Technology in terms you understand. Sign up for the Confident Computing newsletter for weekly solutions to make your life easier. Click here and get The Ask Leo! Guide to Staying Safe on the Internet — FREE Edition as my thank you for subscribing!

Are email newsletters dead?

Did RSS kill the email star? Hardly … and I finally jump on the bandwagon.

Become a Patron of Ask Leo! and go ad-free!


Transcript

I’ll admit up front that today’s podcast is slightly self-serving. I’ll
explain in a ‘sec.

A couple of years ago, around the time I was setting up Ask Leo!, a wise
gentleman made the claim that “email newsletters are dead”. He said that
because RSS was catching on, and the spam problem was growing in magnitude.
Email deliverability was a serious issue for newsletter publishers, and RSS
feeds bypassed the entire email infrastructure.

Here we are two years later. RSS is thriving – in fact it’s spawned
revolutions in content delivery, including entirely new models like podcasting.
This podcast wouldn’t exist were it not for RSS.

But, perhaps surprisingly, email newsletters continue to thrive.

Since RSS requires you to use, and understand, a new tool – a feed reader –
widespread adoption among “normal” people hasn’t really happened yet. It’s
getting better – for example in the case of podcasting, Apple’s iTunes has made
a big impact on widespread adoptions. But true, widespread RSS adoption is
still somewhere out in the future – maybe when it’s really integrated into the
operating system. Or perhaps adoption will increase as more and more content
becomes available and compelling.

RSS is not yet the death of email newsletters. Unlike RSS, everybody already
has email, and they understand it. Spam solutions, while sometimes cumbersome
and problematic, are out there – and let’s face it, people will tolerate a
certain amount of spam.

So here comes the self serving part: two years ago I claimed that Ask Leo!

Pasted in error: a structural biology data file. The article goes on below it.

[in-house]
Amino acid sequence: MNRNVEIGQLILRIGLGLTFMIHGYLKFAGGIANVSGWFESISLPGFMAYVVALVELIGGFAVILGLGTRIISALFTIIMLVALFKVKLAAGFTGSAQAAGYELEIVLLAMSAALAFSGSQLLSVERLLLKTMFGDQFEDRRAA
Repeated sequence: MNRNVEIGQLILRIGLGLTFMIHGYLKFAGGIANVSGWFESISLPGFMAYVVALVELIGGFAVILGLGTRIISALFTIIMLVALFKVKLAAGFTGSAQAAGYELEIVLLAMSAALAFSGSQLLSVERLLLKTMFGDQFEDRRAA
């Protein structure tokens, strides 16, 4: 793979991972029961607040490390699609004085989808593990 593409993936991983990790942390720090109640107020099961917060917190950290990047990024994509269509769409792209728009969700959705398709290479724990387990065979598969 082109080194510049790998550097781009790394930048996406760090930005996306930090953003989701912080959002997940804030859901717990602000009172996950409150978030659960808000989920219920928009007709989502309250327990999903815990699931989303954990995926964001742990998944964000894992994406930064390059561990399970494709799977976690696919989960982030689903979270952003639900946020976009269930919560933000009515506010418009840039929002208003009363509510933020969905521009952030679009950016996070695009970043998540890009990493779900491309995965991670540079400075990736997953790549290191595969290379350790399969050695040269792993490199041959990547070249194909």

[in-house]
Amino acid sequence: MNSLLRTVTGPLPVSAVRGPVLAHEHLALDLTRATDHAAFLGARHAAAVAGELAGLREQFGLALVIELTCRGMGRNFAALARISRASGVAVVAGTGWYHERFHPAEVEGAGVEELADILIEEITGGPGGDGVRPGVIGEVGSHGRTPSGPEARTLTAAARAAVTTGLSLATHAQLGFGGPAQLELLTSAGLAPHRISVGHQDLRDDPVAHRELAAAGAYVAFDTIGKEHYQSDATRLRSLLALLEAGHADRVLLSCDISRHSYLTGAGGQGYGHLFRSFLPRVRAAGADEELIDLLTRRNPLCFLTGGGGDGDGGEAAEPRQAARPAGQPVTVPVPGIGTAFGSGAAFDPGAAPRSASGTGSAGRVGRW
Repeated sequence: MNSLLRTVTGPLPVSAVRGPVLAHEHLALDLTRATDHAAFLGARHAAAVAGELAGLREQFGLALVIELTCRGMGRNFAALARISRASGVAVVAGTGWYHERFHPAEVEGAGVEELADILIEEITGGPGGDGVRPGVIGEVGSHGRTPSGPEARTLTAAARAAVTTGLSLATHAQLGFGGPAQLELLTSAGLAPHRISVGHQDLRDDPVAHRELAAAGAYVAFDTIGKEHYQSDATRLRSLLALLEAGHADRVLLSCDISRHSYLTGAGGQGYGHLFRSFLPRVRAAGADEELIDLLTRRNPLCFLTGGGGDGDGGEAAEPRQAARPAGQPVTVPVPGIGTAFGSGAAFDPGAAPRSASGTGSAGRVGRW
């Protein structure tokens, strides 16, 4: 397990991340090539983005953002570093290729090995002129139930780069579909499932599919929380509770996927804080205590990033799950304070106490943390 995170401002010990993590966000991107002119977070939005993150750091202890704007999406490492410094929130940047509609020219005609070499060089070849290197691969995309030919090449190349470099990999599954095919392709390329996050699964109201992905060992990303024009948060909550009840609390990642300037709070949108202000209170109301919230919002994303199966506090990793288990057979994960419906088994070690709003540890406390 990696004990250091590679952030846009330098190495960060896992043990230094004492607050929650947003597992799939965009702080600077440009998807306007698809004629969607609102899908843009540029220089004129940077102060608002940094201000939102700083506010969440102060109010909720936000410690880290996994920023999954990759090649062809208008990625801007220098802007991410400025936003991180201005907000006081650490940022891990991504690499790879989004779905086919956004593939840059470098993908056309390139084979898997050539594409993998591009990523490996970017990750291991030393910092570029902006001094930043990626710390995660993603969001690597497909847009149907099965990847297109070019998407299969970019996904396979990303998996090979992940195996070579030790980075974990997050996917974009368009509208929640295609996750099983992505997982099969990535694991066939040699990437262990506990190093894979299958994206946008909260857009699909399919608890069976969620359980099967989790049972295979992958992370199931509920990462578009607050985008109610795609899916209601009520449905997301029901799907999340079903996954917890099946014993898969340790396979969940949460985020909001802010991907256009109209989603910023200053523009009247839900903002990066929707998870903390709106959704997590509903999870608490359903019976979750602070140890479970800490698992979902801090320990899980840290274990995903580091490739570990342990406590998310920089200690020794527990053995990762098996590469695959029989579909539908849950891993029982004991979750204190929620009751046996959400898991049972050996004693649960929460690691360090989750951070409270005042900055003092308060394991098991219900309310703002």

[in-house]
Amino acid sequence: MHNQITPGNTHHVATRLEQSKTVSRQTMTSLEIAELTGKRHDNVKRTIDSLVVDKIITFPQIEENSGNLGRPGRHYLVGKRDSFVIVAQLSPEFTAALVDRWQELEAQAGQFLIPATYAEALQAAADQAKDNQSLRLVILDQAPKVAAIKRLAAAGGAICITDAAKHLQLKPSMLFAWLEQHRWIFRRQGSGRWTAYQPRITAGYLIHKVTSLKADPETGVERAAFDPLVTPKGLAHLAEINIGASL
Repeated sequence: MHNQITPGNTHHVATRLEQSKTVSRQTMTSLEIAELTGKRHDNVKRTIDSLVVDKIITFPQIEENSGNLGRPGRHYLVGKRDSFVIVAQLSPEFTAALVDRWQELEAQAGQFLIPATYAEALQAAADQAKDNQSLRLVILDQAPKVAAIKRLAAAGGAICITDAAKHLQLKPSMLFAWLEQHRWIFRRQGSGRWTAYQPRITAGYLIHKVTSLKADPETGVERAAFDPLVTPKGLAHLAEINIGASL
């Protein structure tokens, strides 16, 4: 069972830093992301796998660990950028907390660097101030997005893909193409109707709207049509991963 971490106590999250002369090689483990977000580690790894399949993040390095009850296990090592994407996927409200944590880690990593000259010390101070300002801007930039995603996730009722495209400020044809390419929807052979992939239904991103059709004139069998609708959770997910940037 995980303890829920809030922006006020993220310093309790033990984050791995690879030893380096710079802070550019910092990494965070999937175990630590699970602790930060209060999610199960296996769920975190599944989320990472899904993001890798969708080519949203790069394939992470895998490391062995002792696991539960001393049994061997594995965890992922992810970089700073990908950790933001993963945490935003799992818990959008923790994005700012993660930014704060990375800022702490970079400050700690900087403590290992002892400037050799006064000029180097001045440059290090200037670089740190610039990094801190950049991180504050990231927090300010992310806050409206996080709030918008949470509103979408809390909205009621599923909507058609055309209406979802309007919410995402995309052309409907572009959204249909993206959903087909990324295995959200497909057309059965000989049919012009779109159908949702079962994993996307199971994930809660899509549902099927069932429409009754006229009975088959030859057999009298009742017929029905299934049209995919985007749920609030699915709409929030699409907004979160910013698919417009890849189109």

would never get into the email newsletter publishing business. I didn’t want
the hassle. Now – I’ve changed my mind. I’ve partnered with a great mailing
list provider, aweber.com, and will be launching the “Leo’s Answers” newsletter
on November 18th. It’ll be a weekly summary of articles posted to Ask Leo!, as
well as a few newsletter-only extras.

As a website publisher, it’ll be an important tool to generate repeat
visitors – as a service provider, it’s another way that users – particularly
those who aren’t yet on the RSS bandwagon – can stay up to date.

We’ll see how it goes.

Visit the shownotes at askleo.info by entering 9404 in the go to article number box on the home page. There’s a link there to the original article, as well as the comments I’ve only excerpted here. Add your own comments, I’d love to hear from you.

Subscribe to Confident Computing! Tech problem solving & safety tips & a weekly confidence boost in your inbox every week.

I'll see you there!

10 Reasons Your Computer is Slow

Slow Computer?

Speed up with my special report: 10 Reasons Your Computer is Slow, now updated for Windows 10.

NOW: name your own price! You decide how much to pay -- and yes, that means you can get this report completely free if you so choose. Get your copy now!

3 comments on “Are email newsletters dead?”

  1. Leo,